Rather like Dumfries and Galloway, the Borders are a part of Scotland that may not feature on your immediate itinerary if your travel aims are to bag big mountains, wild coastlines and iconic castles. However — especially with the golden light and changing trees of autumn — the Scottish Borders are understated yet beautiful.
Last weekend we decided to drive just an hour south of Edinburgh for some fresh air at Abbotsford, the former home of author Sir Walter Scott. It was the day after the clocks changed with a nip in the air and the afternoon’s fast-fading light. We stopped at the café for ridiculously nice scones, jam and cream before lacing up our walking boots and heading into the greenery. Here are a few photos from our wander around the grounds.
Entering the walled garden at Scott’s Abbotsford near the lovely town of Melrose. There’s much dying off at this time of year, but a few varieties of roses still bloomed their scent with browning petals. It was so silent here; after our walk we sat on a bench at the top of the garden looking back across the turreted house (dreaming about it being ours, I’ll admit).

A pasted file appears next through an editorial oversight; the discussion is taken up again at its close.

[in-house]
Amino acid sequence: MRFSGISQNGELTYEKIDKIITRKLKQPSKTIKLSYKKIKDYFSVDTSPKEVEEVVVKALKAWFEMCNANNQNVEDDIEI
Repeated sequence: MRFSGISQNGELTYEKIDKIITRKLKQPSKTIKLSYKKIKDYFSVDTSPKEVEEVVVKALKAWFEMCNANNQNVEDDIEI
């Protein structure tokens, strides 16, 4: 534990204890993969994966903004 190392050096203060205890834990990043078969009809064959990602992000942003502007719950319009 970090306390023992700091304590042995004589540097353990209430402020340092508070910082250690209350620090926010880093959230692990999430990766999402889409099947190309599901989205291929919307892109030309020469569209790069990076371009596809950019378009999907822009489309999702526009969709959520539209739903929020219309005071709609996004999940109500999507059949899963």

Details of the changing seasons. Those berries were the most beautiful colour; next to the rose even more striking. Further into the trail, we spotted more red berries from holly bushes, seeming to signal the festive season’s imminent arrival.
Abbotsford in its full glory. This 200-year-old estate really is something out of a fairytale (or in reality, the imagination of esteemed author Sir Walter Scott). Now, with a modern visitor centre and café, you can explore the history of this house via an audio guide (and after seeing the library, you’ll never be content with your paltry bookshelves again).
Late afternoon light by the River Tweed. From Abbotsford’s walled garden, we passed through a door to the front lawn which looks onto the river. Walking against the water’s flow, we joined a gravel path which took us into a thick carpet of leaves. The light — beaming through the oranges and yellows of the autumn trees — really is something else at this time of year.
Admiring the architecture. Every time I come here, I snap these rose bushes which grow, hugged, by the speckled arches which separate the house’s driveway from the adjacent gardens. It always surprises me that the red remains, bursting and wilting into the fading light that signals the approach of the colder seasons.